4. Can DTSC enter into new agreements with sponsoring entities or housing authorities under the Polanco Redevelopment Act? Sponsoring entities are the city, county, or city and county which established the former redevelopment agencies. Both “sponsoring entities” and local housing authorities may enter into Environmental Oversight Agreements pursuant to the Polanco Redevelopment Act, so long as the agreement is in furtherance of housing functions acquired by the sponsoring entity or local housing authority from the former redevelopment agency.
In many cases, whether DTSC will enter into a new Oversight Agreement for Local Agencies with a sponsoring entity or local housing authority may depend on the specific factual circumstances. In making this determination, DTSC may consider a number of issues, including, but not limited to:
- Is the sponsoring entity or the local housing authority the appropriate contracting party (i.e., did the sponsoring entity elect to retain the housing assets and functions of the former RDA or were they transferred to the local housing authority)?
- Does the Oversight Agreement for Local Agencies relate to housing functions acquired by the sponsoring entity or local housing authority?
- Does the sponsoring entity, local housing authority, and/or project meets the applicable criteria for Environmental Oversight Agreements pursuant to the Polanco Redevelopment Act?
5. Can DTSC enter into an Oversight Agreement for Local Agencies with a sponsoring entity to which a former RDA’s land use related plans and functions were transferred? Because there is no legislative history related to this section and there are differing legal opinions regarding the scope of Health and Safety Code § 34173(i), DTSC does not believe it is appropriate to enter into Environmental Oversight Agreements with a sponsoring entity for activities related to the former redevelopment agency’s land use related plans and functions at this time. However, we are willing to consider specific circumstances on a case-by-case basis. The Memorandum of Agreement (MOA) application for voluntary cleanup projects should be signed and submitted to initiate this process. If DTSC is determined to be the appropriate oversight agency for the project, we then commit to beginning the discussion.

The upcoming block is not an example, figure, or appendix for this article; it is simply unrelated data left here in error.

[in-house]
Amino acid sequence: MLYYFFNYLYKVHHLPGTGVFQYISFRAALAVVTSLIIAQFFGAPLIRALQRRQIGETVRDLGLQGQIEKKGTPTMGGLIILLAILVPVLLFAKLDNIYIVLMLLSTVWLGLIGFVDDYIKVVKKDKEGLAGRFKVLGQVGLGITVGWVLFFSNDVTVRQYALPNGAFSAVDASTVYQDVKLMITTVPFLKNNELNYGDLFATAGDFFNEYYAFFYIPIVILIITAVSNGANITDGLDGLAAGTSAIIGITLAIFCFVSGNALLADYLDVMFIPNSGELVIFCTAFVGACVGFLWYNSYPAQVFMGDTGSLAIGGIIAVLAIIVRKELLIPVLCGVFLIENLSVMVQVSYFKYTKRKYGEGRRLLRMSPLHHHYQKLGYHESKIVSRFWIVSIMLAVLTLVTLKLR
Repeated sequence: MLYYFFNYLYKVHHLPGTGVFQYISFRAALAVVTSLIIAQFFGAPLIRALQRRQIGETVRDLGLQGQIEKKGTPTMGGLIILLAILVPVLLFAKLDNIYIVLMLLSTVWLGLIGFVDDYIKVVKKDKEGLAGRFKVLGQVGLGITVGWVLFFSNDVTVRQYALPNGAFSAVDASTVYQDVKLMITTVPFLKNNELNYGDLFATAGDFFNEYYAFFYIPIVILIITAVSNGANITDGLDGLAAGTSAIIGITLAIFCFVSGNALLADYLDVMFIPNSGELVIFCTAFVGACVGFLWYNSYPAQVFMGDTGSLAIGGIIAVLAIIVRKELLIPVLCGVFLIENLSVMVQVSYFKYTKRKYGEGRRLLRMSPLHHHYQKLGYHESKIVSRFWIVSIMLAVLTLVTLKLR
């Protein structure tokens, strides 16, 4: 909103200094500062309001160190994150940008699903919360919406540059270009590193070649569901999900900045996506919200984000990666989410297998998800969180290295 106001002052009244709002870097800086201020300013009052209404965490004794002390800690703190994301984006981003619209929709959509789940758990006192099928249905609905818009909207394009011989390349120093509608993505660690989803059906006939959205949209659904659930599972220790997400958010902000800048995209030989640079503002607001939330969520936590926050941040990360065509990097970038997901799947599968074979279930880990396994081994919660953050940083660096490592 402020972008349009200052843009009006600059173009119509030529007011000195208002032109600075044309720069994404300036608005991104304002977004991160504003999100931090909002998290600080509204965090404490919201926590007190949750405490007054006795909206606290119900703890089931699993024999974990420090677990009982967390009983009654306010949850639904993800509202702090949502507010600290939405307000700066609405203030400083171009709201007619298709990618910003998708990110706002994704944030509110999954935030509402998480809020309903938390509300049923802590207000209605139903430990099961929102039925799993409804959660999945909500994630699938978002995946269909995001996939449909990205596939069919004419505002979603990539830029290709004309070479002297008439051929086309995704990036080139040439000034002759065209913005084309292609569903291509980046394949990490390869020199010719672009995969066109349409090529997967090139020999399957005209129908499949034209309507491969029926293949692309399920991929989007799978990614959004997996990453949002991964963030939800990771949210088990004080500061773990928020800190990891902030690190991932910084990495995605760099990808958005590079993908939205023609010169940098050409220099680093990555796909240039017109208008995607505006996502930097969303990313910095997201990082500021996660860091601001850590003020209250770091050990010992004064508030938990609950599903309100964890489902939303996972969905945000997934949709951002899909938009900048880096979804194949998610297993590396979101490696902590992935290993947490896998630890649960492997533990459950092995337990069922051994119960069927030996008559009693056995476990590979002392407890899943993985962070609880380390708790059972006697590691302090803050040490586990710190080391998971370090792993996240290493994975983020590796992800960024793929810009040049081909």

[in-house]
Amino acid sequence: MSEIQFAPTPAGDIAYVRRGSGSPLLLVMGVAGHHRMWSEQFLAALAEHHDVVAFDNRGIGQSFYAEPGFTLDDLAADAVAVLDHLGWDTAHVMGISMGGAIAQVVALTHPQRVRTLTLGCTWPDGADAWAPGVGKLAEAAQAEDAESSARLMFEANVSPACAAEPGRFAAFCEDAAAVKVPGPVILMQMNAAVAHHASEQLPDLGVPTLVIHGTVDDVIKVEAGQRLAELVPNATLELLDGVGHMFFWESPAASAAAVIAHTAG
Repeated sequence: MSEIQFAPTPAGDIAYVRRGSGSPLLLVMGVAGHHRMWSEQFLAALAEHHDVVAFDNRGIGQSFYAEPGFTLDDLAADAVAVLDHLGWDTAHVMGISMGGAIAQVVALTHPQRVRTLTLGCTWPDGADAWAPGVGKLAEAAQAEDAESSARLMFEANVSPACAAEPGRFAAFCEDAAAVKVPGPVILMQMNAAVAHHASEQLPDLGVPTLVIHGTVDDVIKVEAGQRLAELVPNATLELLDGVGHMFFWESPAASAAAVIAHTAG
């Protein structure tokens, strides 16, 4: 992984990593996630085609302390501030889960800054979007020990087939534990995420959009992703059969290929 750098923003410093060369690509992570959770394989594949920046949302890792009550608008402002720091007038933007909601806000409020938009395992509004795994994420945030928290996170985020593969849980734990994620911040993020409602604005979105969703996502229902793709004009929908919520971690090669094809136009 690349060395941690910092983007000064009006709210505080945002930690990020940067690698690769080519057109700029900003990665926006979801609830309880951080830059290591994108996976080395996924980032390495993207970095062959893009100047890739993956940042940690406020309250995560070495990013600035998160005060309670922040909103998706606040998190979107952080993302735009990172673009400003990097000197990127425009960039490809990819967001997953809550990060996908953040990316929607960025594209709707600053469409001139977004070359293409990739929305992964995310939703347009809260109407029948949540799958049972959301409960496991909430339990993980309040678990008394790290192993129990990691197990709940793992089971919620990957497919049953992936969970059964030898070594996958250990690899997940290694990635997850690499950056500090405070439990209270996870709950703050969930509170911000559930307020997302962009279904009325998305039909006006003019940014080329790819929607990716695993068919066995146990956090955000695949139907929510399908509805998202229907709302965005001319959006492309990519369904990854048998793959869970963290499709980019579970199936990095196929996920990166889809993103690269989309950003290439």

6. What is the Gatto Act and how can it be used to work with DTSC? Beginning January 1, 2014, the Gatto Act (AB 440, Health and Safety Code 25403) creates a local agency program to encourage infill development and the cleanup of brownfields by authorizing local governments to compel cleanup of contaminated properties and reduce local government liabilities. This legislation authorizes a local agency to take action similar to those previously taken by redevelopment agencies under the Polanco Redevelopment Act (Polanco Act) to investigate and clean up a release of hazardous materials in a blighted area within the geographic boundaries of the local agency.
The Polanco Act was a law enacted in 1990 to assist redevelopment agencies in addressing Brownfield properties within their jurisdiction. The Act provided immunity from liability for Redevelopment Agencies (RDAs); and subsequent property purchasers when hazardous substance releases are addressed in accordance with specified procedures. As part of the 2011 Budget Act, and in order to protect funding for core public services at the local level, the California Legislature approved the dissolution of the State’s 400 plus RDAs, which were officially dissolved as of February 1, 2012. Successor agencies were required to resolve RDA activities and fulfill certain obligations. However, when RDAs were dissolved, there was no clear successor to the Polanco Act authorities.
The Gatto Act addresses challenges to local government created by the abolishment of redevelopment agencies by transferring similar authorities to cities, counties, and successor housing agencies.
There are some differences between the Polanco Act and the Gatto Act. For example, the Polanco Act was limited to redevelopment agencies addressing contaminated sites within redevelopment project areas. The Gatto Act allows cities, counties, and successor housing agencies to redevelop blighted areas within their jurisdiction, not just in redevelopment project areas. Note that AB 440 does not replace the existing Polanco Act, rather simply expands redevelopment authorities to accommodate local agencies that are seeking to facilitate redevelopment. More detailed information can be found in the text of the legislation.
DTSC is developing a model Local Government Agency Oversight Agreement for parties who are interested in pursuing this option. For more information, please contact your local Brownfields Coordinator.